The research suggest that, particularly for drivers over the age of 80, the increase in the number of casualties relates to their increasingly frailty, which makes people more vulnerable to injury in an accident.

The Department for Transport have reported that older people are between two and five times more likely to be killed or suffer a serious injury as a result of any road accident than a younger person.

Taking responsibility

This is not to say that we should carry on driving regardless.

For instance, some medical conditions will affect your driving and you should discuss this with your GP.

You might be concerned about bad habits or have lost confidence behind the wheel. In this case you should think about taking a refresher course. You may just want to pick the times you drive, such as leaving the car at home in bad weather.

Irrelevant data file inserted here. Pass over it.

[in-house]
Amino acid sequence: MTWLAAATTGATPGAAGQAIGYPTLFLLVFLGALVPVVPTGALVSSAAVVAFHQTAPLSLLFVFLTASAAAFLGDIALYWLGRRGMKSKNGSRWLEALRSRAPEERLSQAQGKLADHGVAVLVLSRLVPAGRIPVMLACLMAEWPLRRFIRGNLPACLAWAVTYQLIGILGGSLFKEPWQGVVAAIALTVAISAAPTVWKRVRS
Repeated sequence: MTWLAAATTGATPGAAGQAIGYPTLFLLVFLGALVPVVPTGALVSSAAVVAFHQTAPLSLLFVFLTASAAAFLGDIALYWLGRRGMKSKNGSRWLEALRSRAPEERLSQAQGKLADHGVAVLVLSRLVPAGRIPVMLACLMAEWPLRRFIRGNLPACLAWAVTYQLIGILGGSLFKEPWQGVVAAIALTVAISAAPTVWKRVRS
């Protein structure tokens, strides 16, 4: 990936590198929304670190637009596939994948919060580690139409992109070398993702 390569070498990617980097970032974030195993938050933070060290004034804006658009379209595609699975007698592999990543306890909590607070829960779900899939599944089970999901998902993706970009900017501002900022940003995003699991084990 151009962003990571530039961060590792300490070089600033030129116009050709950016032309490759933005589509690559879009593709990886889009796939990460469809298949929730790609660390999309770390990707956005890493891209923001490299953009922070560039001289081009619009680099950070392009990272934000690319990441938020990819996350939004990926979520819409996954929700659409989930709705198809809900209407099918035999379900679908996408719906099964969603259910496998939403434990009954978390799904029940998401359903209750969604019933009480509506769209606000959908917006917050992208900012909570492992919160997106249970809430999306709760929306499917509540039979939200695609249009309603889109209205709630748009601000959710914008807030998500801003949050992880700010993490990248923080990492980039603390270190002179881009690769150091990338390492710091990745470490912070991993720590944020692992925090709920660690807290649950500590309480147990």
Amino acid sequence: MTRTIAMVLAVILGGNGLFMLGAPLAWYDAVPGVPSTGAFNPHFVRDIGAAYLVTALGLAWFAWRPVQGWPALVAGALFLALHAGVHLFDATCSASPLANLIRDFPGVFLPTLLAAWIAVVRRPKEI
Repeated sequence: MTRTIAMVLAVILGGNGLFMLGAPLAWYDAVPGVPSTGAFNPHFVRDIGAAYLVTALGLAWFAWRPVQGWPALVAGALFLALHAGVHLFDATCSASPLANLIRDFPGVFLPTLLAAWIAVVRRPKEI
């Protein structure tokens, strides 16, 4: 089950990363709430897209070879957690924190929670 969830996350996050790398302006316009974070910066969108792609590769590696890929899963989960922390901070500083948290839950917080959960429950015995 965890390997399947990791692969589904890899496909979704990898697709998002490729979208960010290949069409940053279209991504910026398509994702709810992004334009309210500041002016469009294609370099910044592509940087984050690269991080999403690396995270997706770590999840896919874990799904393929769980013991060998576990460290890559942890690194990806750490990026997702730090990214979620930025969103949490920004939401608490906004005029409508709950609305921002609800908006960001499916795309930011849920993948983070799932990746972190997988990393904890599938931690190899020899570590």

When it comes to driving everyone is responsible, at whatever age, for making sure they are safe on the road. The emphasis should be on supporting older people to continue driving safely so that older people retain their ability to get out and about.

Make your voice heard on environmental challenges

A new survey aims to raise the profile of your views on the environment.

Many older people are keen environmental activists. Yet people in later life feel their views on the environment are sidelined.

The Greener Wiser Manifesto, written by a taskforce of older people, said they wanted a much greater role in decision making about the environment and issues that affect their communities.